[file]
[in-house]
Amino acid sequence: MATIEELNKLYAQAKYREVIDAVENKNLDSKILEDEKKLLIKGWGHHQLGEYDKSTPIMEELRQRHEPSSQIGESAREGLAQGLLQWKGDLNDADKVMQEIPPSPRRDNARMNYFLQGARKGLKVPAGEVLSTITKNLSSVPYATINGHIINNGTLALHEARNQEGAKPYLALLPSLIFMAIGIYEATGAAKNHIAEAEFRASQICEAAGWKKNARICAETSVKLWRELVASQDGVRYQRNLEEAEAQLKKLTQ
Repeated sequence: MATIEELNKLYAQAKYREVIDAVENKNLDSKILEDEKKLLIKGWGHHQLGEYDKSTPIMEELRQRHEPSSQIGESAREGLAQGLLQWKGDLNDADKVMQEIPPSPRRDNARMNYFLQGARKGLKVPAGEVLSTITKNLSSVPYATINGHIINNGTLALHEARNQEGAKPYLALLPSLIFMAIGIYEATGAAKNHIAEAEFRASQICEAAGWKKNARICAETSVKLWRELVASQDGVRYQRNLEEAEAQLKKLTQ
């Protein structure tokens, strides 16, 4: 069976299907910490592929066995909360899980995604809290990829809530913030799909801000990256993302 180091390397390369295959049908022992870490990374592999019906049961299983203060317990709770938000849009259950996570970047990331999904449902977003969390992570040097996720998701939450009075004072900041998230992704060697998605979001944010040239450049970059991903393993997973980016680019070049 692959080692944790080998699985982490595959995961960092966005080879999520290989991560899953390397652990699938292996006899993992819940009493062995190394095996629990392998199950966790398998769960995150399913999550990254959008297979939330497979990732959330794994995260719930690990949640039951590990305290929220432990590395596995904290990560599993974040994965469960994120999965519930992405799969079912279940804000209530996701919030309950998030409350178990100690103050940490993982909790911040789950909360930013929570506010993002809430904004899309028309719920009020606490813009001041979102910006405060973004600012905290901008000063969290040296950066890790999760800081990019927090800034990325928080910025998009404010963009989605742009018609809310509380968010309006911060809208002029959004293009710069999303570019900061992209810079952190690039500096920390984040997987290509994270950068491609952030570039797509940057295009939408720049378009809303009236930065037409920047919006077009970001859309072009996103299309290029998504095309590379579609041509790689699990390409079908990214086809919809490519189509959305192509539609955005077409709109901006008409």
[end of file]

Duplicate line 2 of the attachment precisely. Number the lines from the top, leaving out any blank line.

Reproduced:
Amino acid sequence: MATIEELNKLYAQAKYREVIDAVENKNLDSKILEDEKKLLIKGWGHHQLGEYDKSTPIMEELRQRHEPSSQIGESAREGLAQGLLQWKGDLNDADKVMQEIPPSPRRDNARMNYFLQGARKGLKVPAGEVLSTITKNLSSVPYATINGHIINNGTLALHEARNQEGAKPYLALLPSLIFMAIGIYEATGAAKNHIAEAEFRASQICEAAGWKKNARICAETSVKLWRELVASQDGVRYQRNLEEAEAQLKKLTQ